National Register of Historic Places in San Francisco
(Some people who work in the Embarcadero Center
and some people who live in The Gateway are opposed
to highrise buildings on the waterfront.)
The Ferry Building, originally named Union Ferry Depot, was commissioned in 1894 and opened in 1898, but it was not completed until 1903, three years before the Great Earthquake and Fire. The building was hardly touched by the 1906 earthquake, due in part to its formidable reinforced-concrete foundation.
A. Page Brown, who designed the steel-framed building in the Neo-Classical Beaux Arts style, died shortly after the construction contracts were let on December 26, 1895. Edward R. Swain was engaged as Supervising Architect. He was assisted by H. C. Holmes, Chief Engineer for the Port.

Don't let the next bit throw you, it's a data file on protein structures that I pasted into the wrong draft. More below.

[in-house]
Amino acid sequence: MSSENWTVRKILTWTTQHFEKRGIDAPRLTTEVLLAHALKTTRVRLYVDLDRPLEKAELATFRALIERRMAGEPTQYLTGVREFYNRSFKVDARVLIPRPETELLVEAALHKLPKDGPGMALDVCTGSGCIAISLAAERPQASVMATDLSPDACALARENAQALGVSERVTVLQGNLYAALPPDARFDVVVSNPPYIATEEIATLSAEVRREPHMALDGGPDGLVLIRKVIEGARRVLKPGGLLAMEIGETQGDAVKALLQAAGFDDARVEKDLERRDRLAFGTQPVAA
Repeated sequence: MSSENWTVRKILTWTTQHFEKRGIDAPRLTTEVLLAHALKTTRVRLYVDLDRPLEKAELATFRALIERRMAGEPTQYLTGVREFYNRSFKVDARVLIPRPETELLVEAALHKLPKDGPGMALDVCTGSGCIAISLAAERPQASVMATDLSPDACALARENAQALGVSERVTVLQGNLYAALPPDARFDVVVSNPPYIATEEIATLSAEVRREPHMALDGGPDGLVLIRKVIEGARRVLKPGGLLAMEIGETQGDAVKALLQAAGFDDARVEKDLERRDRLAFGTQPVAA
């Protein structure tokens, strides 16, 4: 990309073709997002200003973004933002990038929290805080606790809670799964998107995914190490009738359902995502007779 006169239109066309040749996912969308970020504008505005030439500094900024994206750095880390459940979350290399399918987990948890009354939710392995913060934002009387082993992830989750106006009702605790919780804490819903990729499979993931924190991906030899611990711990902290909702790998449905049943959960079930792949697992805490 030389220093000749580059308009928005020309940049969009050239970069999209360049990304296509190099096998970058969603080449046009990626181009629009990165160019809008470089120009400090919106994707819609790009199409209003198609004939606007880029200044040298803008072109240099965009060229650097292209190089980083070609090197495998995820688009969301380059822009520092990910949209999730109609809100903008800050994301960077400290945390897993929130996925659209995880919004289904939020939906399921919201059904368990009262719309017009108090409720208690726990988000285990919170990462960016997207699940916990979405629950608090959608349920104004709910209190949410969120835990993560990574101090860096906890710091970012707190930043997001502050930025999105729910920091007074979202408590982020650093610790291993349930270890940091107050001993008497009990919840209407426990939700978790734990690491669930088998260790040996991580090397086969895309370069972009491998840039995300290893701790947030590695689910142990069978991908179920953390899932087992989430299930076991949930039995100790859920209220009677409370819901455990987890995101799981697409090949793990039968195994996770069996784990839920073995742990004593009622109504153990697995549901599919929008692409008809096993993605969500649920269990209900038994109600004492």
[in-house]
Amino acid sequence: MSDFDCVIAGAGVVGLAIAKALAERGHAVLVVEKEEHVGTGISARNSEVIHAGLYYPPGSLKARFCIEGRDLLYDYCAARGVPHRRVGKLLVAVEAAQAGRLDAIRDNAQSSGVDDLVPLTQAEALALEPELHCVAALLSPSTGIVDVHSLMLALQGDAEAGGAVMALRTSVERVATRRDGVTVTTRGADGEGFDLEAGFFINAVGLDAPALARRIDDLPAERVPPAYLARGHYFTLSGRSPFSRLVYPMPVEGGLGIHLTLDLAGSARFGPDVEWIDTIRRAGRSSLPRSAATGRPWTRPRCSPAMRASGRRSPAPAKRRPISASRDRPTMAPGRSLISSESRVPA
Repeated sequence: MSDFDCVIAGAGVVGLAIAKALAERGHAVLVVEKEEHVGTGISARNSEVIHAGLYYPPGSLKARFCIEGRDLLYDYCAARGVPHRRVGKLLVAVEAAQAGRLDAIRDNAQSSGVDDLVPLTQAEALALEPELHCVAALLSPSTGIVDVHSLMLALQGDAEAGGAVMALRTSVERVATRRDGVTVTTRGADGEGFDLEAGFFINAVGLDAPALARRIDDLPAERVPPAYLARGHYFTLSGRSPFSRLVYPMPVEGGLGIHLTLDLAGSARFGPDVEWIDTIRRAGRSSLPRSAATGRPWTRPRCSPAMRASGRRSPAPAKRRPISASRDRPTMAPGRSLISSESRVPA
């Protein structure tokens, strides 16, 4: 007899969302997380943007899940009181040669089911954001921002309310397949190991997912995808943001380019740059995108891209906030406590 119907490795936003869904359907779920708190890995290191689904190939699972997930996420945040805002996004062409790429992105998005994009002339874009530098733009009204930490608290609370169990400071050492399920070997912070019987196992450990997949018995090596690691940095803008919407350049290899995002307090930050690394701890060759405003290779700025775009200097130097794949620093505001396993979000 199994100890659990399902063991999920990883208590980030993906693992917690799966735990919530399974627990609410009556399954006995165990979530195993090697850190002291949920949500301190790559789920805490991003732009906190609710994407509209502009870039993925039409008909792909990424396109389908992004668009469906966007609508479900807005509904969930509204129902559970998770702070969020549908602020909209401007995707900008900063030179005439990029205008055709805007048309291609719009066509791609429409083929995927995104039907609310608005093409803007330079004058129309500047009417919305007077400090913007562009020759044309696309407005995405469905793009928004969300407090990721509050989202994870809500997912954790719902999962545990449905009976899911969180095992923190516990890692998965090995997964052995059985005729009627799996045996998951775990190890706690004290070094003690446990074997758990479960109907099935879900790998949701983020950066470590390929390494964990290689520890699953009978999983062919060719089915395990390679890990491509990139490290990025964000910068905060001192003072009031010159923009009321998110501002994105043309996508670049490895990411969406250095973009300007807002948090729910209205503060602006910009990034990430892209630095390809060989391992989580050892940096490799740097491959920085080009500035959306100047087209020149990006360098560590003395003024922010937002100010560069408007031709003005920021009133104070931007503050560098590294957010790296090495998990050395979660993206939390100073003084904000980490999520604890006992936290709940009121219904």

Brown modeled the building's most prominent feature, the 235 foot tower, after Seville's 12th century Giralda Tower.
Until the Golden Gate and Bay Bridges opened in the late 1930s, Union Ferry Depot served 50 million bay commuters a year - more than 100,000 per day. This figure was surpassed only by London's Charing Cross Station as the busiest passenger terminal in the world. The area in front of the Ferry Building was the hub of the local transportation system with cable car and streetcar lines from all parts of the city terminating there.
Source: NRHP Nomination dated 8 September 1978
The design of the Ferry Building tower may have been influenced by the campanile in Piazza San Marco as well as by the Giralda Tower. (See National Trust Guide to San Francisco by Peter Booth Wiley.)
The Ferry Building is also San Francisco Landmark 90.